“Friday’s For Future has a number of concrete demands, and none of them have been clearly achieved, but they have had an effect on some political decisions and speeches,” he said. And globally, it’s important to remember that the youth climate movement is not monolithic, he added.
Thousands of people walking the streets are hard to ignore
The Fridays For Future model of mass climate marches has been a key factor in shifting the political and social needle in Europe, but has never been so prevalent in the United States. Despite this, the 2019 Fridays for Future protests were important because they kept the spotlight on the climate issue, said Mélanie Meunier, a researcher at the University of Strasbourg, France and author of a February 2021 study on the climate issue. youth climate activism in the United States.
“There are still people who don’t even want to hear about climate change, but they can’t ignore it when thousands of people are walking the streets, so it has raised awareness to a very basic level,” he said. she declared.
In the United States, youth climate activism has been most effectively expressed at the political level by the Sunrise movement, she said. By focusing youth activism through a political lens, the Sunrise movement has achieved measurable results, arguably helping Joe Biden win key electoral states in the 2020 election, she said.
Currently, the Sunrise movement is lobbying to ensure that key climate provisions for the passage of the Biden administration infrastructure are adopted.
In hotly contested Arizona, the Arizona Youth Climate Coalition, along with other organizations, is lobbying Sen. Kyrsten Sinema (D-Arizona) to support filibuster reform in Congress. Many progressives believe that filibuster reform is the key to passing adequate federal climate legislation.
Chris Allen, an 18-year-old high school student in Tucson, joined the coalition after attending and organizing local Friday climate strikes in 2019. Prior to that, he said, he only knew about climate change “in an abstract meaning “.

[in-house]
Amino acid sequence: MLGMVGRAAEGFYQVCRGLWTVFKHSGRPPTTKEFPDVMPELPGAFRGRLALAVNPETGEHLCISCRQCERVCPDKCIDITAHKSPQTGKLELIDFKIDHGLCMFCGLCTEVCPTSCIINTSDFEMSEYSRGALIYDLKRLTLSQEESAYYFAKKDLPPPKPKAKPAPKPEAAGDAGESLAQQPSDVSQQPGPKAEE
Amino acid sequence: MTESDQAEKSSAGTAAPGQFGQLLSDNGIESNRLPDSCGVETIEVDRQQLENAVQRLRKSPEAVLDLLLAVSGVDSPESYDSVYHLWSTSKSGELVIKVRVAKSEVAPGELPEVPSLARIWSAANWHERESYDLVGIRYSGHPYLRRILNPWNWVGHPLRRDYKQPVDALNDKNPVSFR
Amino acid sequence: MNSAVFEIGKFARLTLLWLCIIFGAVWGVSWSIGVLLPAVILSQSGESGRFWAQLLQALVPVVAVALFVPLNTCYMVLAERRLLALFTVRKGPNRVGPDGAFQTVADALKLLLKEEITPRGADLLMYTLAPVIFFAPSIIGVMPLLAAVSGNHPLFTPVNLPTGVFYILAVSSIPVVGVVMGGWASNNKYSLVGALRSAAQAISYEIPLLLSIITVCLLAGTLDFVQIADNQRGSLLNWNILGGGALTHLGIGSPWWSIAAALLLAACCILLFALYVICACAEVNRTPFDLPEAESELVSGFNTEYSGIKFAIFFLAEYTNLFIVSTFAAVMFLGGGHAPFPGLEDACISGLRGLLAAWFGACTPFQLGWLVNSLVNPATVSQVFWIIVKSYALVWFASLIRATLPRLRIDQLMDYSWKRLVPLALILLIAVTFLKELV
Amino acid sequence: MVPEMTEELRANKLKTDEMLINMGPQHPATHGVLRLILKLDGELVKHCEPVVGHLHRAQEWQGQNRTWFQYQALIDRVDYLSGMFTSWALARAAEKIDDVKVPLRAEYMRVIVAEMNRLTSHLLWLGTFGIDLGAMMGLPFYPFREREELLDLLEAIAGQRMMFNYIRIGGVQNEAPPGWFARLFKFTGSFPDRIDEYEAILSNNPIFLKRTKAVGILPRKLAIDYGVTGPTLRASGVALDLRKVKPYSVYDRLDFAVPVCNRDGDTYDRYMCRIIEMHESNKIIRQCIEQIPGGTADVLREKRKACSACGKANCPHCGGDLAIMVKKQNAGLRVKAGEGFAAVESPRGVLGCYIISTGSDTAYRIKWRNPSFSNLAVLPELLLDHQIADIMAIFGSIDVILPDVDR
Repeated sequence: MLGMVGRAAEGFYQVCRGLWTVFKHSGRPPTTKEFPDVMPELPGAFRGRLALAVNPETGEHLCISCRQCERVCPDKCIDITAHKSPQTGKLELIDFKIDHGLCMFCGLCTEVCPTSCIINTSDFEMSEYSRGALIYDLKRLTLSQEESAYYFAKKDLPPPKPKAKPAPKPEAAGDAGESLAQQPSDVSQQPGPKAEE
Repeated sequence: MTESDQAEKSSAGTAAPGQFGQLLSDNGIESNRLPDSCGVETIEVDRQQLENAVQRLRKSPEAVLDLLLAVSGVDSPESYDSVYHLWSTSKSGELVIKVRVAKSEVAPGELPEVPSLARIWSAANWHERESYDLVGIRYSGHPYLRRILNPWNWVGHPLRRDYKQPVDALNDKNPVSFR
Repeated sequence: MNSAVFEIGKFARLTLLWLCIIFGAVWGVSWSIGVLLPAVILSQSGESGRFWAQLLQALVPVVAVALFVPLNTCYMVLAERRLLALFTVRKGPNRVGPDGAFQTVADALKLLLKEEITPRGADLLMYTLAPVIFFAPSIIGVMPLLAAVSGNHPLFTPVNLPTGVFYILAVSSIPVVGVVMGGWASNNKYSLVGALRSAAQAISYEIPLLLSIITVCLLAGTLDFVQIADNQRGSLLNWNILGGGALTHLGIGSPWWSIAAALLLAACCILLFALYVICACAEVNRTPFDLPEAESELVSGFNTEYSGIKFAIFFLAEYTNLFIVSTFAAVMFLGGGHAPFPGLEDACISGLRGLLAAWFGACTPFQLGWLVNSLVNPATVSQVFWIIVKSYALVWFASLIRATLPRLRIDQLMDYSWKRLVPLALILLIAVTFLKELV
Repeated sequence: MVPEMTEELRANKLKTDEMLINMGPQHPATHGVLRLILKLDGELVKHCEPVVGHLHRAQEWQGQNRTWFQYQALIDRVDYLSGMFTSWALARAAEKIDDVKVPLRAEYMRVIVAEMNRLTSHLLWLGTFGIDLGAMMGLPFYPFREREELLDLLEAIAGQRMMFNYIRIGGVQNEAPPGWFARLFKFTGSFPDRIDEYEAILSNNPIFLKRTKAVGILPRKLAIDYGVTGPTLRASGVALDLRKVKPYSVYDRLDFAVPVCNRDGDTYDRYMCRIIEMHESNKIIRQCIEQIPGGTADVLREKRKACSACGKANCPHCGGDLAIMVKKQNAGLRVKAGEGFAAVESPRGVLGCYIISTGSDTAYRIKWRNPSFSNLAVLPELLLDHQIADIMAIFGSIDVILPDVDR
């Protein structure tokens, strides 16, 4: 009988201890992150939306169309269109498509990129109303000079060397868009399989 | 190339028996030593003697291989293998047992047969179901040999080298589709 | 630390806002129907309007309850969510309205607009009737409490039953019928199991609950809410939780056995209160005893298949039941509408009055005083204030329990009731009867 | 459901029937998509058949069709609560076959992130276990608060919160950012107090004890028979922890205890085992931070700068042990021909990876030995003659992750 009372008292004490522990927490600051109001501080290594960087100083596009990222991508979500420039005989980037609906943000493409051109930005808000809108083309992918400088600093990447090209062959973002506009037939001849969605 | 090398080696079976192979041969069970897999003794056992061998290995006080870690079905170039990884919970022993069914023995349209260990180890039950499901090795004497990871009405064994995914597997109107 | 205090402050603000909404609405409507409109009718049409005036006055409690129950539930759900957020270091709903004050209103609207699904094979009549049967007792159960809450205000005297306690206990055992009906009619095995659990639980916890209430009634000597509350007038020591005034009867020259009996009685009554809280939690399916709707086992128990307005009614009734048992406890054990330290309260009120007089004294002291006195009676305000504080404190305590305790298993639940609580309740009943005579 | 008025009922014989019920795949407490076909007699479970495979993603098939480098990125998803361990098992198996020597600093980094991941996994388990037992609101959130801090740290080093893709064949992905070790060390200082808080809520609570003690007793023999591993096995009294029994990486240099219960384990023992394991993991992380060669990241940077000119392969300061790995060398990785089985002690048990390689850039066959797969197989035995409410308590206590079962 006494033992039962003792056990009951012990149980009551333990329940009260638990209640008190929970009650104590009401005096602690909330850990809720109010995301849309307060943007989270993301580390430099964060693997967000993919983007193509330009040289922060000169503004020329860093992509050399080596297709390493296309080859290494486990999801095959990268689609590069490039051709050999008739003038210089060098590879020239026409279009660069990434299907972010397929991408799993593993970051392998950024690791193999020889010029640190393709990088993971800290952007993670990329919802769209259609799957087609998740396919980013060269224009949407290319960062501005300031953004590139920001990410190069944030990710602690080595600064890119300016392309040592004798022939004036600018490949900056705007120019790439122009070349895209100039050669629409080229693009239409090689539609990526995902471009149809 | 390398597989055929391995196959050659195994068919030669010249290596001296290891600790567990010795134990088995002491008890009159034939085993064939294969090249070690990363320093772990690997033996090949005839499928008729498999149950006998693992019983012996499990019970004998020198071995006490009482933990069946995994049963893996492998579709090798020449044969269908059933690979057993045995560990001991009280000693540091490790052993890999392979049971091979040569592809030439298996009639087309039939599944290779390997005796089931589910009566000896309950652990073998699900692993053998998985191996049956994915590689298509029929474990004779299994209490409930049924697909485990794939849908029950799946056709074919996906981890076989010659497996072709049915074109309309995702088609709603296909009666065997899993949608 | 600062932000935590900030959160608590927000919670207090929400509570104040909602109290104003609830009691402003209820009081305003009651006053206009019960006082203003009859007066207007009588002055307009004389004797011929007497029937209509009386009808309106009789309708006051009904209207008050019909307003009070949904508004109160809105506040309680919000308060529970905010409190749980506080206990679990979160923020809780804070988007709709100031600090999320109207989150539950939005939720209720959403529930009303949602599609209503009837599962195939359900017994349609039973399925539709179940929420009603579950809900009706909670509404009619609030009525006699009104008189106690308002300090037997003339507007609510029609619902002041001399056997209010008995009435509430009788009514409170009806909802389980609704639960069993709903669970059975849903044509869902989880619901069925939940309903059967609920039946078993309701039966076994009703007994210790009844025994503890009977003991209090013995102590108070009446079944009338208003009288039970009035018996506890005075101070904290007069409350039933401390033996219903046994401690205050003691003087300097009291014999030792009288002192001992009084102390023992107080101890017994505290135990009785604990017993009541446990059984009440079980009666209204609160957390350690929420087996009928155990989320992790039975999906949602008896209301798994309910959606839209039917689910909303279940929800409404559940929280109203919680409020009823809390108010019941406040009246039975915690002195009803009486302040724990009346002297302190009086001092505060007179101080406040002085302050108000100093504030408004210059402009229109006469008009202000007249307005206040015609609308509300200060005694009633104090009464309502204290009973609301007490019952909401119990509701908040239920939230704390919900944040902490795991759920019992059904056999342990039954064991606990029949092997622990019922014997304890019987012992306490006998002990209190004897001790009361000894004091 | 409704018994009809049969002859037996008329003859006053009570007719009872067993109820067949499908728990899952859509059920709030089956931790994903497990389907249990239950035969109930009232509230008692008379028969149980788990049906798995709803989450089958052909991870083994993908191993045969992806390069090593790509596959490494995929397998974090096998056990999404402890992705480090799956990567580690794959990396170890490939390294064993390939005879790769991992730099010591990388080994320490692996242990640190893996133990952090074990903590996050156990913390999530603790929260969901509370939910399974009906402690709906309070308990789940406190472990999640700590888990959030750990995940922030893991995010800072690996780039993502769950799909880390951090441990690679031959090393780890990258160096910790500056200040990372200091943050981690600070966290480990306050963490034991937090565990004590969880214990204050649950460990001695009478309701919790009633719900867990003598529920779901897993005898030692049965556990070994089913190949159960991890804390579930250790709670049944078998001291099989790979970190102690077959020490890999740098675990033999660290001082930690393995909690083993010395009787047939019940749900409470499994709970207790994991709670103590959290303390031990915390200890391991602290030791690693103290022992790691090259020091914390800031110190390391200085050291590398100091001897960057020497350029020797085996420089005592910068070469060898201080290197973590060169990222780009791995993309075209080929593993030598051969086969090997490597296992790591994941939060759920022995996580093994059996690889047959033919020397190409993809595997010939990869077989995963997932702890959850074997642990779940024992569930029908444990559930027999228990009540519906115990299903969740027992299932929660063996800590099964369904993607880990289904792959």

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But the climate strikes made him realize how much the problem would affect his own life. And like they did with Sosa, the strikes introduced Allen to the movement to stop climate change.
Young people like Allen have also brought a stronger sense of social justice to the movement. They say they recognize the need to deal with the climate consequences that have already happened and to relieve the communities most affected.
For example, the Arizona Coalition’s Tucson Chapter is currently pushing members of the city council and the county supervisory board to open cooling centers where people, especially the homeless, can visit during shifts. increasingly severe heat waves.
During the lockdown days of the Covid pandemic, the group also turned to organizing self-help for the White Mountain Apache tribe. Allen activist Katherine Cohen, a 17-year-old high school student in Phoenix, said she and other coalition organizers distributed food, water and clothing to tribesmen who had need supplies.
“We picked issues that we would be able to impact and help populations that weren’t getting any help,” Cohen said. Many youth climate groups have staged similar efforts during the pandemic, finding ways to directly help their communities and form alliances with other social justice causes.
The pandemic struck just as the youth climate movement was gaining momentum, said Yasmin Bhan, a 17-year-old high school student in New York City and a local leader of Fridays For Future who is helping organize Friday’s strike. . She hopes a return to strikes in person will help recruit even more young people into the climate movement. ”
“There is a lot of pressure on us to resolve this issue that we have inherited,” Bhan said, adding that his greatest hope is that those taking part in the strike will continue to fight for climate action afterward. . “At the end of the day, we really just want an Earth we can continue to live on. This is the end goal.